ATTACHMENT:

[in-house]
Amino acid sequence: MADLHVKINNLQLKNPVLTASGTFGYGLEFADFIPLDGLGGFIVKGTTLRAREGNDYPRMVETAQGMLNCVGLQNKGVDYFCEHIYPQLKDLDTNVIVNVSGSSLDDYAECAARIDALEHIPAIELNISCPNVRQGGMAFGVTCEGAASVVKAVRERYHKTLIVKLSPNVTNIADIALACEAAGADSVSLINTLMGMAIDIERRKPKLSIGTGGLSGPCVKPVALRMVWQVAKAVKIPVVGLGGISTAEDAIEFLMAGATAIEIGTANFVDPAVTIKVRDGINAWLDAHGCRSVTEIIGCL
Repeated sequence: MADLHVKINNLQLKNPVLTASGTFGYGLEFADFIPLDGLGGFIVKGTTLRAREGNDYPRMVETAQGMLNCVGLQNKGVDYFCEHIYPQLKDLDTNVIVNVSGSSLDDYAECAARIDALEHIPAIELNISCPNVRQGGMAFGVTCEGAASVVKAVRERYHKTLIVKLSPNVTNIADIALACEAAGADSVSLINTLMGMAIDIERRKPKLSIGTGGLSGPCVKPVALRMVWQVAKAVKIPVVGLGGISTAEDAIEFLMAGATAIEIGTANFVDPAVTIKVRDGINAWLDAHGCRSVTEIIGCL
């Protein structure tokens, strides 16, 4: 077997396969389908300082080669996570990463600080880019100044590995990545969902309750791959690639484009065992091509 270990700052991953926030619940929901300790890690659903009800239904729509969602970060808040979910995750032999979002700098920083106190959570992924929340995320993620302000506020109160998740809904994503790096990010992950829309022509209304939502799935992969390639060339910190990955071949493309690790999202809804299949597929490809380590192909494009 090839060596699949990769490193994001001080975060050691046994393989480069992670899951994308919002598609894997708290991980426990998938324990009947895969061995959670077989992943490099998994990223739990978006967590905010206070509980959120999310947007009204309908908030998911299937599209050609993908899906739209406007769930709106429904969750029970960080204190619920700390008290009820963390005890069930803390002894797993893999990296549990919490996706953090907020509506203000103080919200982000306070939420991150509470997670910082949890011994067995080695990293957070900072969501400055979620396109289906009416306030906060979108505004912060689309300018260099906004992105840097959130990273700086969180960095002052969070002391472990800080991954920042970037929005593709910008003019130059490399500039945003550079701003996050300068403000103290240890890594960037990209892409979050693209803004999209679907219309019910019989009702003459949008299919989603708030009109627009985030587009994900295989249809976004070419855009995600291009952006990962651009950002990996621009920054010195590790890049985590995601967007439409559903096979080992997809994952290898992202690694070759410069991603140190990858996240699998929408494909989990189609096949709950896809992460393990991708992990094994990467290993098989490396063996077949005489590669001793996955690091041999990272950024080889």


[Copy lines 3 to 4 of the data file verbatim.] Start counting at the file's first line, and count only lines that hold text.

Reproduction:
Repeated sequence: MADLHVKINNLQLKNPVLTASGTFGYGLEFADFIPLDGLGGFIVKGTTLRAREGNDYPRMVETAQGMLNCVGLQNKGVDYFCEHIYPQLKDLDTNVIVNVSGSSLDDYAECAARIDALEHIPAIELNISCPNVRQGGMAFGVTCEGAASVVKAVRERYHKTLIVKLSPNVTNIADIALACEAAGADSVSLINTLMGMAIDIERRKPKLSIGTGGLSGPCVKPVALRMVWQVAKAVKIPVVGLGGISTAEDAIEFLMAGATAIEIGTANFVDPAVTIKVRDGINAWLDAHGCRSVTEIIGCL
């Protein structure tokens, strides 16, 4: 077997396969389908300082080669996570990463600080880019100044590995990545969902309750791959690639484009065992091509 270990700052991953926030619940929901300790890690659903009800239904729509969602970060808040979910995750032999979002700098920083106190959570992924929340995320993620302000506020109160998740809904994503790096990010992950829309022509209304939502799935992969390639060339910190990955071949493309690790999202809804299949597929490809380590192909494009 090839060596699949990769490193994001001080975060050691046994393989480069992670899951994308919002598609894997708290991980426990998938324990009947895969061995959670077989992943490099998994990223739990978006967590905010206070509980959120999310947007009204309908908030998911299937599209050609993908899906739209406007769930709106429904969750029970960080204190619920700390008290009820963390005890069930803390002894797993893999990296549990919490996706953090907020509506203000103080919200982000306070939420991150509470997670910082949890011994067995080695990293957070900072969501400055979620396109289906009416306030906060979108505004912060689309300018260099906004992105840097959130990273700086969180960095002052969070002391472990800080991954920042970037929005593709910008003019130059490399500039945003550079701003996050300068403000103290240890890594960037990209892409979050693209803004999209679907219309019910019989009702003459949008299919989603708030009109627009985030587009994900295989249809976004070419855009995600291009952006990962651009950002990996621009920054010195590790890049985590995601967007439409559903096979080992997809994952290898992202690694070759410069991603140190990858996240699998929408494909989990189609096949709950896809992460393990991708992990094994990467290993098989490396063996077949005489590669001793996955690091041999990272950024080889």